3 items from 2015
Movie posters are there to sell the movie. But some of them sell the movie too well, making you think a bad film will be a really, really good one.
To celebrate those rare moments when the publicity succeeds where the movie doesn't, here are just ten examples of great posters for terrible films.
Rotten Tomatoes rating: 57%
The teaser poster for the second coming of Star Wars was screaming-in-the-street exciting when it first hit bus stop billboards. Intriguingly, there's no mention of hyper-annoying sidekicks or intergalactic tax systems anywhere on it. Hmm.
2. Cobra (1986)
Rotten Tomatoes rating: 13%
So masculine it made men pregnant, the poster for action disasterpiece Cobra drips with virility. Alas, the film dripped with so much blood that the first cut earned an X rating, forcing reshoots that made an already preposterous plot crumple like a crisp packet in Sly's massive manly fists. »
Think back to the science fiction cinema of the 1990s, and some of the decade's biggest box-office hits will immediately spring to mind: The Phantom Menace, Jurassic Park, Independence Day, Men In Black, Armageddon and Terminator 2 were all in the top 20 most lucrative films of the era.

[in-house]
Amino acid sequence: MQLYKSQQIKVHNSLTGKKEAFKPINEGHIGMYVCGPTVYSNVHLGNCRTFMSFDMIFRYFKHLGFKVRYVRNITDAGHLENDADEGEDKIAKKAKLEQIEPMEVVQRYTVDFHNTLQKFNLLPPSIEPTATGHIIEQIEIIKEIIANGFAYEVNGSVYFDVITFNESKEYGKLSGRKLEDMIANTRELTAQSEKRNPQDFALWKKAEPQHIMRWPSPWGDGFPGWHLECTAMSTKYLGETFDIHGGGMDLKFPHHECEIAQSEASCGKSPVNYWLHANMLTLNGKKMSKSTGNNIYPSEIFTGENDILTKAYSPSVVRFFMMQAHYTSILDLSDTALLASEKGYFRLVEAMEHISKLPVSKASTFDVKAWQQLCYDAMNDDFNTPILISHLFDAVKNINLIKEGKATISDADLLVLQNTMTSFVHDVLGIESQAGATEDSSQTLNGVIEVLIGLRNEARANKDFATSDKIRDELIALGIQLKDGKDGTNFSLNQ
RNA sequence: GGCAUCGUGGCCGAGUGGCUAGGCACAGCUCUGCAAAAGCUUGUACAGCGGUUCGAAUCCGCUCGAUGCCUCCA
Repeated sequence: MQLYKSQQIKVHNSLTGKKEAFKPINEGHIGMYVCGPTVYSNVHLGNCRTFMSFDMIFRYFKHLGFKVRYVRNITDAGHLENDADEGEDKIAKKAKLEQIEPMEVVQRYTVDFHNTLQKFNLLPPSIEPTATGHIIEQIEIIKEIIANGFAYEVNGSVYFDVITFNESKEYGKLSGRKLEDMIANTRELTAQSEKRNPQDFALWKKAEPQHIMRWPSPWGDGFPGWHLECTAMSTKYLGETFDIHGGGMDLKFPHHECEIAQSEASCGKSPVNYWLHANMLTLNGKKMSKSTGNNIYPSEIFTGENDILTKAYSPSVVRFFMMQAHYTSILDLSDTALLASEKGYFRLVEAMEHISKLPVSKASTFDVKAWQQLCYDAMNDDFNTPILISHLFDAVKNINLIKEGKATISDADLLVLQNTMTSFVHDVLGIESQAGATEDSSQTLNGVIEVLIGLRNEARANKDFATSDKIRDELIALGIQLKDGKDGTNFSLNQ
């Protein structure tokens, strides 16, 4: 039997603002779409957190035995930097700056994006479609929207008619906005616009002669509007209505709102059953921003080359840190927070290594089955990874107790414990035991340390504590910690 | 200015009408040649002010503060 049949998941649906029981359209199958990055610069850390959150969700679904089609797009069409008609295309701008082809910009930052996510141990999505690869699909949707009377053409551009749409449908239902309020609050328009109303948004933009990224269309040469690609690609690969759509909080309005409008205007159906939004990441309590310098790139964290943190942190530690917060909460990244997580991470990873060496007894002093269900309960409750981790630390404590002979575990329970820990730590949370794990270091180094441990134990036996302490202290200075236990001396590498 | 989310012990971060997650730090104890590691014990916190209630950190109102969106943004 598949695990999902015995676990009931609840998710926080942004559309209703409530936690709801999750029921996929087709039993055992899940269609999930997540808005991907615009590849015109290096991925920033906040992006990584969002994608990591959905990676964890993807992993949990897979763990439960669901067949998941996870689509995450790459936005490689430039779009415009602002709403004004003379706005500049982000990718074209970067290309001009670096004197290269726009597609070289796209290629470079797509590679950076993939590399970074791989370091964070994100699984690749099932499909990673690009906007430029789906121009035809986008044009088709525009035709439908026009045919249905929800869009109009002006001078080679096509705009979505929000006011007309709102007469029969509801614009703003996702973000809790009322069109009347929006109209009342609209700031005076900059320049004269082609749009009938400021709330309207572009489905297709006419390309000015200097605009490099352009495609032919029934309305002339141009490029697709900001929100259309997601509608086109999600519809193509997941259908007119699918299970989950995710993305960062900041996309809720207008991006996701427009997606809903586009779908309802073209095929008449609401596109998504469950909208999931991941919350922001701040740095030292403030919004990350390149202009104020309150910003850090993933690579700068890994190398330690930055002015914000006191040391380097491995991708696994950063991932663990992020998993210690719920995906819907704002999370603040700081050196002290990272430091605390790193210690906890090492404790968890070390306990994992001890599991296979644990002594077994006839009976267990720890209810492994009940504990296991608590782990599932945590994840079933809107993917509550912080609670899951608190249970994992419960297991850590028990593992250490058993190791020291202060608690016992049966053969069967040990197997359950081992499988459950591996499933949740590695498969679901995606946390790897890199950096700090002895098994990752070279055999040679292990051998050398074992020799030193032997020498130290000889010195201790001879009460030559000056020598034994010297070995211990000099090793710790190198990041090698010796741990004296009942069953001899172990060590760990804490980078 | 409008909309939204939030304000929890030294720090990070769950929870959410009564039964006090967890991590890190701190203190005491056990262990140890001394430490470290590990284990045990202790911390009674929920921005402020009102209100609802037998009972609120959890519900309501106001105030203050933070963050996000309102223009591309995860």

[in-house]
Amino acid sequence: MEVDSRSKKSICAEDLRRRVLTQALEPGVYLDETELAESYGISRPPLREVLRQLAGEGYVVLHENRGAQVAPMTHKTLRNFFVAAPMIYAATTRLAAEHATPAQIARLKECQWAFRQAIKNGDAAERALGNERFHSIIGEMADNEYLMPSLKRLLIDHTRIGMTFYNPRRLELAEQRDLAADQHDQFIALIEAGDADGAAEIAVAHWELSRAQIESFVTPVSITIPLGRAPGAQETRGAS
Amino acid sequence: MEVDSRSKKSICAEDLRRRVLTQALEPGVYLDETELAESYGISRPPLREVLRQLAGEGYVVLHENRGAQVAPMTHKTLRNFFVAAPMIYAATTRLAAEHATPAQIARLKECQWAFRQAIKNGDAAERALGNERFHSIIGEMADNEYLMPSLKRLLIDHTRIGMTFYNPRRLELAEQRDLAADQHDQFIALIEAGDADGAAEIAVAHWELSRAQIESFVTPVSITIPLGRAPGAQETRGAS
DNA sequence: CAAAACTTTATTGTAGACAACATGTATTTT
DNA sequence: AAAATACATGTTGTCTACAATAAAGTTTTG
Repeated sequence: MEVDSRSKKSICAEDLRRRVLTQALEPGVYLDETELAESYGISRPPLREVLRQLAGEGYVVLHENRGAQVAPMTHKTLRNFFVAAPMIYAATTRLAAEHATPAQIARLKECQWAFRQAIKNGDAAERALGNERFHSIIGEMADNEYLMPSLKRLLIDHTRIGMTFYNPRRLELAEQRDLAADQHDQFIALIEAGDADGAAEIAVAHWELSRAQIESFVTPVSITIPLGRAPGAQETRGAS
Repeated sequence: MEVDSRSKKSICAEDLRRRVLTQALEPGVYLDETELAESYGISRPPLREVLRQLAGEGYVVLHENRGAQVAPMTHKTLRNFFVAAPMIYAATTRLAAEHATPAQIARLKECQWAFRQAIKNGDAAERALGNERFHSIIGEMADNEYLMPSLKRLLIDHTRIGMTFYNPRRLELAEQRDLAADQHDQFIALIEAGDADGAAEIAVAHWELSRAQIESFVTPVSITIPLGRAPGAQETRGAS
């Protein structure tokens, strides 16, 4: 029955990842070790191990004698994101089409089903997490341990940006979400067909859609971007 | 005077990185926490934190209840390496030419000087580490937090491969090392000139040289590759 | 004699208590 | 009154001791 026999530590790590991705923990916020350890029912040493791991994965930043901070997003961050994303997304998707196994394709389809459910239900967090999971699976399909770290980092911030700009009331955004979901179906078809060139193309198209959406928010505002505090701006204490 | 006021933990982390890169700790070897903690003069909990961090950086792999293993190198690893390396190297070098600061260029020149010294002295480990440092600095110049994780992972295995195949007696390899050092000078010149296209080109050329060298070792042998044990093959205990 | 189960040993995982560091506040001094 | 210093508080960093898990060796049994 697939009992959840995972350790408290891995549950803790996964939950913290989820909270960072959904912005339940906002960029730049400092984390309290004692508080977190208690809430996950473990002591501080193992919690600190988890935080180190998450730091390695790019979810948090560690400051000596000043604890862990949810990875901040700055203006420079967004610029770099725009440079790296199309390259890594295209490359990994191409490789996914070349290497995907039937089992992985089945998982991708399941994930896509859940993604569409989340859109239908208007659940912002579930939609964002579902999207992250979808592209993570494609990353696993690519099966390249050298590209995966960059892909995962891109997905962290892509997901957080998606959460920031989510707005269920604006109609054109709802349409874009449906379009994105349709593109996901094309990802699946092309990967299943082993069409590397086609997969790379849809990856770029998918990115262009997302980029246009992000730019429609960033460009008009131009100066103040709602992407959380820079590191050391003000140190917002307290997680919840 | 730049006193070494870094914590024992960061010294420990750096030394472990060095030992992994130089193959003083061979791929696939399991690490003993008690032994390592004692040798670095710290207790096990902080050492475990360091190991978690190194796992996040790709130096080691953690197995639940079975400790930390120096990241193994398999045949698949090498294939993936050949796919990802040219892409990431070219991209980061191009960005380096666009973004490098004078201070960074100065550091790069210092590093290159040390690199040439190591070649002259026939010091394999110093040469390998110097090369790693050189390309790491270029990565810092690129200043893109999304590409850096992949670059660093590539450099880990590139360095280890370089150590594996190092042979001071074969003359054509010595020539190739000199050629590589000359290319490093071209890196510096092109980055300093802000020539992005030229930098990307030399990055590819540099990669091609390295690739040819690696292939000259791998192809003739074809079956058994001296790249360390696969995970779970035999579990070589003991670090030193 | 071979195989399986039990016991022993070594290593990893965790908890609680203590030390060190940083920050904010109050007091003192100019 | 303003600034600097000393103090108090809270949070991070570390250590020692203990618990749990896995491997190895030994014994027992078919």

But what about the sci-fi films of the 1990s that failed to make even close to the same cultural and financial impact of those big hitters? These are the films this list is devoted to - the flops, the straight-to-video releases, the low-budget and critically-derided. We've picked 50 live-action films that fit these criteria, and dug them up to see whether they're still worth watching in the 21st century.
So here's a mix of everything from hidden classics to forgettable dreck, »
Every decade has their cinematic science fiction obsessions which speak to its concerns of the age; in the 1950s films such as Earth vs. The Flying Saucers and Them! capitalised on fears of alien invasion and nuclear proliferation. In the 1960s films like Barbarella and Ikarie Xb-1 captured the hopes and dangers of space exploration while in the 1970s Silent Running and A Boy and His Dog showed a growing concern for the environment and a mistrust of governments resulting in dystopian futures. Then in the 1980s it was the exploration of inner space with the boundaries of the human mind and body being crossed and redrawn with films like Altered States and the cinema of David Cronenberg. The 1990s ushered in an obsession with apocalyptic imagery and alternate realities with Dark City and The Thirteenth Floor amongst many others.
Through these decades of cinematic science fiction, the concept of »
- Liam Dunn
3 items from 2015
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